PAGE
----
Tuesday, September 16, 2014
Inquirer Daily News

White Christmas prospects

The math argues against it; the atmosphere may disagree.

White Christmas prospects

At 7 a.m. on Dec. 25, 2009, the official snow depth in Philadelphia was 7 inches, the leftovers from the colossal storm of the previous weekend.

Should measurable snow be observed at 7 a.m. this Dec. 25, it would mark the first time since 1966 that Philadelphia had consecutive White Christmases.

In any given year, the smart money would be on bare ground. On average, Philadelphians can expect a Christmas-morning snow cover about once every seven years.

If we include those occasions on which measureable snow fell on Dec. 25 sometime after 7 a.m., Philadelphia, the chances of seeing Christmas snow on the ground increase to about 1 in 5.

This year, however, it is a genuine possibility. Those whimsical computer models have backed off the weekend snowstorm for now, but don't be at all surprised if they bring it back later today or tomorrow.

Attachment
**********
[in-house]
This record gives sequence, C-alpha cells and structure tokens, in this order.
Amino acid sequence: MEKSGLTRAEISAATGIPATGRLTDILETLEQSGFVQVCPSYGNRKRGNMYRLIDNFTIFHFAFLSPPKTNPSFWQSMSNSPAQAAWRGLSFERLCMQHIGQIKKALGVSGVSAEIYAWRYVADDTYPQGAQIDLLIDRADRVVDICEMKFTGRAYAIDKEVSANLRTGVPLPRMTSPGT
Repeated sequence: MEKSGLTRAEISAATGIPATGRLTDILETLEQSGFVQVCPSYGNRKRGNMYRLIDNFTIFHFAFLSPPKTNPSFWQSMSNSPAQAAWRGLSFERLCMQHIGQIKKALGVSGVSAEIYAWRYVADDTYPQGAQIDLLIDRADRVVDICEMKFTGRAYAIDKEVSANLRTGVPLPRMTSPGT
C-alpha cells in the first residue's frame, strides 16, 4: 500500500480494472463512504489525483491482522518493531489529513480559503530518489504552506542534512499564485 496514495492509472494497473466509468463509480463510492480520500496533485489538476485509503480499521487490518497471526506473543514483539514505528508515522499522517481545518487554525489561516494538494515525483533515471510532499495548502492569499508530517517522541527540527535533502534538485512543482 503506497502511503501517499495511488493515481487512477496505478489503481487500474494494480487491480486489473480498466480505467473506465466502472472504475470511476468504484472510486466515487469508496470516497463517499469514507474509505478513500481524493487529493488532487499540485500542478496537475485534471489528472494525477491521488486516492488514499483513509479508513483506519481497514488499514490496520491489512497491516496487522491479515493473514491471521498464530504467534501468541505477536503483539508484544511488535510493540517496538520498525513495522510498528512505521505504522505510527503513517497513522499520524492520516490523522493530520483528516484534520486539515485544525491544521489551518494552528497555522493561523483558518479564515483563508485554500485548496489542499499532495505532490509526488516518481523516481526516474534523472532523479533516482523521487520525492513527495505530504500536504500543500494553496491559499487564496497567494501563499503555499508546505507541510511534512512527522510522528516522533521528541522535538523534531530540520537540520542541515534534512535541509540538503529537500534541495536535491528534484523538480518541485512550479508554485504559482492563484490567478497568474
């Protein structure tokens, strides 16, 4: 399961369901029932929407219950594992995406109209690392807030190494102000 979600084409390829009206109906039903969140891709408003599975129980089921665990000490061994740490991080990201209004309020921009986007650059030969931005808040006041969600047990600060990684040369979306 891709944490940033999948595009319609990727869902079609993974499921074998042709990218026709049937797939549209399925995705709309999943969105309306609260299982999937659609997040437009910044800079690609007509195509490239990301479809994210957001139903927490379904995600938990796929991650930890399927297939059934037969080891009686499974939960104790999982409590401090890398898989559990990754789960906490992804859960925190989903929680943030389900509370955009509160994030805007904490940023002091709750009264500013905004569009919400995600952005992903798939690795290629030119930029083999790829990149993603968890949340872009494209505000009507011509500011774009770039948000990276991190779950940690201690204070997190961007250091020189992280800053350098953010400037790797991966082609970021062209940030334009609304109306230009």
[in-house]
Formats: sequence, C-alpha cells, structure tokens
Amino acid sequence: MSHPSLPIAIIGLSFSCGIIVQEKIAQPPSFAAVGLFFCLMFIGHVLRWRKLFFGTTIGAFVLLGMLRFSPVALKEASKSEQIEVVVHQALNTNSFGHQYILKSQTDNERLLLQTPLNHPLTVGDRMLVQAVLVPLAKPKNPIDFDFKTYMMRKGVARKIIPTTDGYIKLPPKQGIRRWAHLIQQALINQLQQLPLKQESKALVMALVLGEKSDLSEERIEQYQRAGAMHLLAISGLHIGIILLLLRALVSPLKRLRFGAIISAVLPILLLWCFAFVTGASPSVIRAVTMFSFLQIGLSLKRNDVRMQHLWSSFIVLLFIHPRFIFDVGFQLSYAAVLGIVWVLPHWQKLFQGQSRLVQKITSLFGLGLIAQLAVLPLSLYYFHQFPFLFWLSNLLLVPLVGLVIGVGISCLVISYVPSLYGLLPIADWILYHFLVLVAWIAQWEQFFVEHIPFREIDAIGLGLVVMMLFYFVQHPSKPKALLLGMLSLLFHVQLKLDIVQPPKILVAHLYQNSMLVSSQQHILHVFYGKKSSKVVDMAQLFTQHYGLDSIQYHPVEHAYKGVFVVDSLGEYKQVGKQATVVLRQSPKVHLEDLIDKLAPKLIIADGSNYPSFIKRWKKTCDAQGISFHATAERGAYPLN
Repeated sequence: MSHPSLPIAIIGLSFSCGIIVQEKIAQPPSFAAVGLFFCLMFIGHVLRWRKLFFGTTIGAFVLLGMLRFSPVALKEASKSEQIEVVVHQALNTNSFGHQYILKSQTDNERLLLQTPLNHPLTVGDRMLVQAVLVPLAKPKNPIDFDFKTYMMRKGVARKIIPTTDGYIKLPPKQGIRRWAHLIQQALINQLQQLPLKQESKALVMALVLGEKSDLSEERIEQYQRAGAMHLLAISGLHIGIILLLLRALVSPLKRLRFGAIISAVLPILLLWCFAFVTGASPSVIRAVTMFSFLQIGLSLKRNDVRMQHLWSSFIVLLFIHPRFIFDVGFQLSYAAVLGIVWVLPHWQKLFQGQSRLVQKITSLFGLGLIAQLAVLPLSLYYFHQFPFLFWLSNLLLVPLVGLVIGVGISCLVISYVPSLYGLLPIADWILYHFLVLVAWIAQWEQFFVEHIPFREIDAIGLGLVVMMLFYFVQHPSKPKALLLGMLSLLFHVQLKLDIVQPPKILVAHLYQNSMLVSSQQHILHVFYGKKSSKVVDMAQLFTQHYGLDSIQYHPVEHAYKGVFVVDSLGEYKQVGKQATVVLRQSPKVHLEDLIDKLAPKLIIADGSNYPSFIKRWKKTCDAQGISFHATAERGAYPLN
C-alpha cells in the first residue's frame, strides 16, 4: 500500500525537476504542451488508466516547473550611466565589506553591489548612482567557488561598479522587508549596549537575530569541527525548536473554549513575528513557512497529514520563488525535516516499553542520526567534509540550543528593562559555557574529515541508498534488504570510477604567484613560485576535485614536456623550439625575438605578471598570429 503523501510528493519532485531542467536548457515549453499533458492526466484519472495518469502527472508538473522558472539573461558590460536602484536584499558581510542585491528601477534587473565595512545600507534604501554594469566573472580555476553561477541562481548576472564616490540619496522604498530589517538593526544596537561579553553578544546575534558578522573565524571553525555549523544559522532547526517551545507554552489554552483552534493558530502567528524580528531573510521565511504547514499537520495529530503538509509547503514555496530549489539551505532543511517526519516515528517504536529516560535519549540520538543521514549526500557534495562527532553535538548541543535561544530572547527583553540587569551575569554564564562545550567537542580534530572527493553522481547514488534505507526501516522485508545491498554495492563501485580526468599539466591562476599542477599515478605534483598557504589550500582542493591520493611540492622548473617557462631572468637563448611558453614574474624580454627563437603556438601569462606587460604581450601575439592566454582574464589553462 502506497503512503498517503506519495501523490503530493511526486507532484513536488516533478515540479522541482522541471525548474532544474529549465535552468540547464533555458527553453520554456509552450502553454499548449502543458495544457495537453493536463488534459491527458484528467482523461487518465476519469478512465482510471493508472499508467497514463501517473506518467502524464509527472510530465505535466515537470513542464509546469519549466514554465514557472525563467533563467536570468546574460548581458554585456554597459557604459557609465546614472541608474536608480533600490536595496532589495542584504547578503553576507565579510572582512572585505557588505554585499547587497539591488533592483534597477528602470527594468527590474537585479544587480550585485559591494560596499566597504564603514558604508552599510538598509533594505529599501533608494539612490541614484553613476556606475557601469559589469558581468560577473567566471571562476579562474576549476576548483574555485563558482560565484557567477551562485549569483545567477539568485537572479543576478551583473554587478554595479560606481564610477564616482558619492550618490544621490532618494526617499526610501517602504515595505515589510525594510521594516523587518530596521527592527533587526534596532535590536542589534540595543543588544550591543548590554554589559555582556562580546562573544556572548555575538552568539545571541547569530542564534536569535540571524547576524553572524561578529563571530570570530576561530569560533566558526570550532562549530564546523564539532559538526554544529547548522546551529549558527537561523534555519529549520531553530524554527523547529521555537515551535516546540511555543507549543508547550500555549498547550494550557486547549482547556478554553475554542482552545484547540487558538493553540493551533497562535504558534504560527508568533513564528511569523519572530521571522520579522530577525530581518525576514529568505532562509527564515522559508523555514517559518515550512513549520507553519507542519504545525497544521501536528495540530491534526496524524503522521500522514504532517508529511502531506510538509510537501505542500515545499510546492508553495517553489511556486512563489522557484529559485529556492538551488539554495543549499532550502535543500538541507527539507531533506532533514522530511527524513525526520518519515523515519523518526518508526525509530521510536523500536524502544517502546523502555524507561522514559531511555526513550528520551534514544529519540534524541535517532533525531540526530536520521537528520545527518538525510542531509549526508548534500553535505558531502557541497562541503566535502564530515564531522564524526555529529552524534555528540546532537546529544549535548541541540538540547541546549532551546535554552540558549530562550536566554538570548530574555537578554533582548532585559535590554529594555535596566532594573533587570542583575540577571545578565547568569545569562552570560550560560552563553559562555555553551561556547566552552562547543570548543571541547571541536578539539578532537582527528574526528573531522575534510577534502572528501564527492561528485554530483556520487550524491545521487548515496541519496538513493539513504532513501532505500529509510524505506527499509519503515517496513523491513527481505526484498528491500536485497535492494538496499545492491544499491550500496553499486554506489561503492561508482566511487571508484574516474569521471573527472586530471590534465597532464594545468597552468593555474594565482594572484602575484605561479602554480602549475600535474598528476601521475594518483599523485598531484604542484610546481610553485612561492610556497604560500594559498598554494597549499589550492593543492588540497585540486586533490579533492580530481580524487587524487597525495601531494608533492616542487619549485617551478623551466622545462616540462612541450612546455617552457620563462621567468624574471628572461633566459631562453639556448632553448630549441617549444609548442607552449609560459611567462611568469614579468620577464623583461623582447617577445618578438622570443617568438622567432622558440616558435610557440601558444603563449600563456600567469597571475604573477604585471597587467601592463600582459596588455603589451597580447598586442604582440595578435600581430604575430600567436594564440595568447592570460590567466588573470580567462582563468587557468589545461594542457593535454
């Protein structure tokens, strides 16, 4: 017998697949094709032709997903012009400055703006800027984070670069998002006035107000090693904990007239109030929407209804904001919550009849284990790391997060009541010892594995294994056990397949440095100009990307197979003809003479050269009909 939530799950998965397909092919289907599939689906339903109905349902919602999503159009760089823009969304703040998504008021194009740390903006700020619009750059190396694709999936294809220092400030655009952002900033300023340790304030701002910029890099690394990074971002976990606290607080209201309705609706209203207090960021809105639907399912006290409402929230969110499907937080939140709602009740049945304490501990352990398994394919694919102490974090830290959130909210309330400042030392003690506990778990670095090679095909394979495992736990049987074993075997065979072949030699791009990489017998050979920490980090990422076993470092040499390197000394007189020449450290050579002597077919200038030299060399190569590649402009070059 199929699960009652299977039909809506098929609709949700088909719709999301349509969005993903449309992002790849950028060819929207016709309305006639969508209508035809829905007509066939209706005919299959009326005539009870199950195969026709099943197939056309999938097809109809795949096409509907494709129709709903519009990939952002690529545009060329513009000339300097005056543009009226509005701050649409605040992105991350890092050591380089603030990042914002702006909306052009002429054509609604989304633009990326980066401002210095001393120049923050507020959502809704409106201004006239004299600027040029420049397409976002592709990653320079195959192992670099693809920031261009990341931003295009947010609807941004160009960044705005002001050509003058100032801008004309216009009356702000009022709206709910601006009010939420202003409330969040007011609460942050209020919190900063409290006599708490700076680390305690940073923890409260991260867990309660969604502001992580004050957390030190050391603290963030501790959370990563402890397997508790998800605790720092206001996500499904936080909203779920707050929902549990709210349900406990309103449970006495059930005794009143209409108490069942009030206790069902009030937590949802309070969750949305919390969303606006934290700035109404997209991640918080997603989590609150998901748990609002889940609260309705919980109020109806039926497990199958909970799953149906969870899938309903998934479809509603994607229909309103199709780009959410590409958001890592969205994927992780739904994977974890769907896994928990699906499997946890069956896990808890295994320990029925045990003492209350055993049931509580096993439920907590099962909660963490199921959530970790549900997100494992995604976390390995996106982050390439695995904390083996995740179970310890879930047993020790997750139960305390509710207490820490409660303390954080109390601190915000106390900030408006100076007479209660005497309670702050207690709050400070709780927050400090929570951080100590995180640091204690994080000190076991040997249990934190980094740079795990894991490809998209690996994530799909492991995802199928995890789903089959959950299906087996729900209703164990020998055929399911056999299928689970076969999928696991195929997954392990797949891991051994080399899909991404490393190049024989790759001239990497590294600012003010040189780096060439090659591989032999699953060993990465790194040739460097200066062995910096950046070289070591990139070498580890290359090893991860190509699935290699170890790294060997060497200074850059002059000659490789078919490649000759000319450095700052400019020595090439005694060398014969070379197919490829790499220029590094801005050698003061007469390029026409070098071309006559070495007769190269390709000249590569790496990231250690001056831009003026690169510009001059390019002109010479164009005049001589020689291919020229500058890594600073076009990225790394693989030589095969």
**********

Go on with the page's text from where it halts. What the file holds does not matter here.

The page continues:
The government's 6-to-10-day outlook, valid through Christmas Eve, continues a call for below-normal temperatures and above-normal precipitation.

That certainly doesn't mean it's going to snow in that period, but if it does, it may well stick around for awhile.

Rod Phillips at Stormfax was kind enough to pass along a tidy summary of Philadelphia Christmas snows since 1958.

 

   

Tony Wood Inquirer Weather Columnist
About this blog

Everyone talks about the weather, and here we write about it.

When we’re around and conditions warrant, we’ll keep you updated about what’s coming, but we will do our best always to discuss weather and climate developments in context and remind you that nothing in the atmosphere happens in a vacuum.

Tony Wood has been writing about the atmosphere for The Inquirer for 26 years.

Reach Tony at twood@phillynews.com.

Tony Wood Inquirer Weather Columnist
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